Wednesday, October 29, 2008

Cool if statement.

I ran into this little if statement while fixing moving some code around today. It does something like 18 string functions and that is assuming that Path.GetExtension is just one string function call.

   30 if (Path.GetExtension(path).ToLower() == ".tif"
   31     || Path.GetExtension(path).ToLower() == ".pdf"
   32     || Path.GetExtension(path).ToLower() == ".jpg"
   33     || Path.GetExtension(path).ToLower() == ".png"
   34     || Path.GetExtension(path).ToLower() == ".gif"
   35     || Path.GetExtension(path).ToLower() == ".jpeg")

I decided that it needed to be removed and I replaced it with this.

   25 string ext = Path.GetExtension(path).ToLower();            
   26 List<string> validExt = new List<string> { ".tif", ".pdf", ".jpg", ".png", ".gif", ".jpeg" };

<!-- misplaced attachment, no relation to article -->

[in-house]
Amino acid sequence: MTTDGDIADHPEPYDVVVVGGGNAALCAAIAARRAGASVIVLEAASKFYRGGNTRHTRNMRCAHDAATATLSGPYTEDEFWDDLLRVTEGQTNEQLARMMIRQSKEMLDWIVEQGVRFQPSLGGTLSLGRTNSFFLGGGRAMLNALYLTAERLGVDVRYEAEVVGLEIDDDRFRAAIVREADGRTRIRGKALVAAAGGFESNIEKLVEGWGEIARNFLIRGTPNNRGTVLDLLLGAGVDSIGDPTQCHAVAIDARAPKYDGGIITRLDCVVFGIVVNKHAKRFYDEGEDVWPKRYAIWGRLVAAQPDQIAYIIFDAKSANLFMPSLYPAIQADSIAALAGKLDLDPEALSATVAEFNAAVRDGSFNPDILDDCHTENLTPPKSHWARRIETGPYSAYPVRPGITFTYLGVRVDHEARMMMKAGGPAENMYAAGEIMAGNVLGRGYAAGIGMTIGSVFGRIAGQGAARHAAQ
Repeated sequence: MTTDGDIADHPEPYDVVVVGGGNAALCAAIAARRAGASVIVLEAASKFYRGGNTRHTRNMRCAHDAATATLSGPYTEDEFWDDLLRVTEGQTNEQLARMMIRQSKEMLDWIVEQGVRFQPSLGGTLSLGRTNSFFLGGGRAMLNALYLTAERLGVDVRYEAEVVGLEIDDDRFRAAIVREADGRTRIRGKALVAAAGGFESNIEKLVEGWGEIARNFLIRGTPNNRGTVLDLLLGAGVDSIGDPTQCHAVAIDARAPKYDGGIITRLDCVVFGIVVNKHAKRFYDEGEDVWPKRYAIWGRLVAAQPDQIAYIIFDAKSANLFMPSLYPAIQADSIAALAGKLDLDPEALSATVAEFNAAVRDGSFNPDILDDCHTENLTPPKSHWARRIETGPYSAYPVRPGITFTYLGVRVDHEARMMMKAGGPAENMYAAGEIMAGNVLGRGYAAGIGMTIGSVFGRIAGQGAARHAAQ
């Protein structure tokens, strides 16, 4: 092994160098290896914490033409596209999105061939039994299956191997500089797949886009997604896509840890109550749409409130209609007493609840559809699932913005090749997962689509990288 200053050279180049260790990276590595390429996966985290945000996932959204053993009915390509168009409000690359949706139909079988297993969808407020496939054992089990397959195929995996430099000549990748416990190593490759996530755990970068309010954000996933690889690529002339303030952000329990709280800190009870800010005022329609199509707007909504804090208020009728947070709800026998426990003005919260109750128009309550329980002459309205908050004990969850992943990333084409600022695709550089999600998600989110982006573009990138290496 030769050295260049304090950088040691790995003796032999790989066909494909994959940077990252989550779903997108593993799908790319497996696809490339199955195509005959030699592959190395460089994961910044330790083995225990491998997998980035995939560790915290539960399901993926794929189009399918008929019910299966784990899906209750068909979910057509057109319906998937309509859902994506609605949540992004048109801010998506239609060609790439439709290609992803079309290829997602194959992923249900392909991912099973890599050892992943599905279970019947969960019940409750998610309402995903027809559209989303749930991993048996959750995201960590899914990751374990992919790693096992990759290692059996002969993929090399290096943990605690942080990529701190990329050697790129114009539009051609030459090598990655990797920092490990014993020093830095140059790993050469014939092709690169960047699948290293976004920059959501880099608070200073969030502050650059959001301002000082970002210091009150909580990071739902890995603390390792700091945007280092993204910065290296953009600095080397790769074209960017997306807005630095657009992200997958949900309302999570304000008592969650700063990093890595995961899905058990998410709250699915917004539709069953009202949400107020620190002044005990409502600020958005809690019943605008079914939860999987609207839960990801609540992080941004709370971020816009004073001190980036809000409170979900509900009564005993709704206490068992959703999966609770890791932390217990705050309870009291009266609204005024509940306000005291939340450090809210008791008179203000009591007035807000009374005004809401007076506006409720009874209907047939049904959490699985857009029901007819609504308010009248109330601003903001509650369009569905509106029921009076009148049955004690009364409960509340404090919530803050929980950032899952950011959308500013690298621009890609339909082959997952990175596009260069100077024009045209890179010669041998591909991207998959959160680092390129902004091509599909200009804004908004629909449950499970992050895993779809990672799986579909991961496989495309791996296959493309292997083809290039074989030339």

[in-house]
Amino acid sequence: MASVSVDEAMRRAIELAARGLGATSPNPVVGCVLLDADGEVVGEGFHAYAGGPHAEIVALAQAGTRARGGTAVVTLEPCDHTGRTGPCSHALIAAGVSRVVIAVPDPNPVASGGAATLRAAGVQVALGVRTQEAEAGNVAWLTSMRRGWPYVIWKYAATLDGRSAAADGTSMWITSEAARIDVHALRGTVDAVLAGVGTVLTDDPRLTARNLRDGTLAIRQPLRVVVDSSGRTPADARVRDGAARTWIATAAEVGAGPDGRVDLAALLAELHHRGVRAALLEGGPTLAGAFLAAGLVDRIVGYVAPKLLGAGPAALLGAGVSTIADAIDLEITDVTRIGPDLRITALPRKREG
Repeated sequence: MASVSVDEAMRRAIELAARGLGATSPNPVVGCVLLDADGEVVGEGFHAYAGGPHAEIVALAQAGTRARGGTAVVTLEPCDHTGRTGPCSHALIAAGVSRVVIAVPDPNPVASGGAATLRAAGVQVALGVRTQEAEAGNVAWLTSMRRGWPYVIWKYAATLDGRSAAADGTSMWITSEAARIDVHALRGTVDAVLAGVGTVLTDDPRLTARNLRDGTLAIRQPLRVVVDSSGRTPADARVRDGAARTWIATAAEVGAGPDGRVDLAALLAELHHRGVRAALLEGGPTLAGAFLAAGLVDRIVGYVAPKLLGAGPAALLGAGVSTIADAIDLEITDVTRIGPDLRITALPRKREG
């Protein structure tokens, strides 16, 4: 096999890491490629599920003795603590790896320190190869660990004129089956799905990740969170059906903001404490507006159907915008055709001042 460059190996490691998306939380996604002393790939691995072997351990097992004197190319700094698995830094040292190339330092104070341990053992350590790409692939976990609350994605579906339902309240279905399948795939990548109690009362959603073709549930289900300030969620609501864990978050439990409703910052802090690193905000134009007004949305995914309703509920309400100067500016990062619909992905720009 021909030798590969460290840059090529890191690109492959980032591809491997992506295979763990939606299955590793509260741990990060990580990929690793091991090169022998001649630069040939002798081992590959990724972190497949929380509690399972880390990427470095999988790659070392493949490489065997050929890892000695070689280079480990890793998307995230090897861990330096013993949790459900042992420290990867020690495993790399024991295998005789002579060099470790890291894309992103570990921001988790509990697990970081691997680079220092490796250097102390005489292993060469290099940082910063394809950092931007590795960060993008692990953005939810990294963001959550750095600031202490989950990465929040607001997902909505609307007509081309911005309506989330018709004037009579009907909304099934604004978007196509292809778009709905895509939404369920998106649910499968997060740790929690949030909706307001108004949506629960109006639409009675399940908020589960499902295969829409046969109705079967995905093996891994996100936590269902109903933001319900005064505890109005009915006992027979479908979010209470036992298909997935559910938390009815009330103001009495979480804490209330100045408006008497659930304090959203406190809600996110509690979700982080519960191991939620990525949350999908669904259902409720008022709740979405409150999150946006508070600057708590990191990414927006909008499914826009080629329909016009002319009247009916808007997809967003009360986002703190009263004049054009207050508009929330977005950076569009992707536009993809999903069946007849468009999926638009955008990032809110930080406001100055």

27 if(validExt.Contains(ext)) 

But you could also do  this with LINQ

   25 var extensions = new List<string> { ".jpg", ".jpeg", ".tif", ".png", ".gif" };
   26 if ((from i in extensions where i == Path.GetExtension(dir).ToLower() select i).Count() > 0)

I like the second version the best but that is just personal preference.  Both alternatives are way better then the first option.

Tuesday, October 28, 2008

Fun with directory security

So for the last couple weeks we have been having a problem with our installer and it’s setting of access rights on directories. This was mostly a problem with vista and well I got made the “vista access rights expert” so that translates into you get to figure out what is wrong.

   15 static void Main(string[] args)
   16 {
   17     string aPath = @"C:\ProgramData\TestApp";
   18     string fPath = Path.Combine(aPath, "files");
   19     Directory.CreateDirectory(fPath);
   20     SetPermissions(aPath);            
   21 }
   22 public static void SetPermissions(string dir)
   23 {
   24     DirectoryInfo info = new DirectoryInfo(dir);
   25     DirectorySecurity ds = info.GetAccessControl();            
   26     ds.AddAccessRule(new FileSystemAccessRule(@"BUILTIN\Users", 
   27                      FileSystemRights.FullControl,
   28                      InheritanceFlags.ContainerInherit,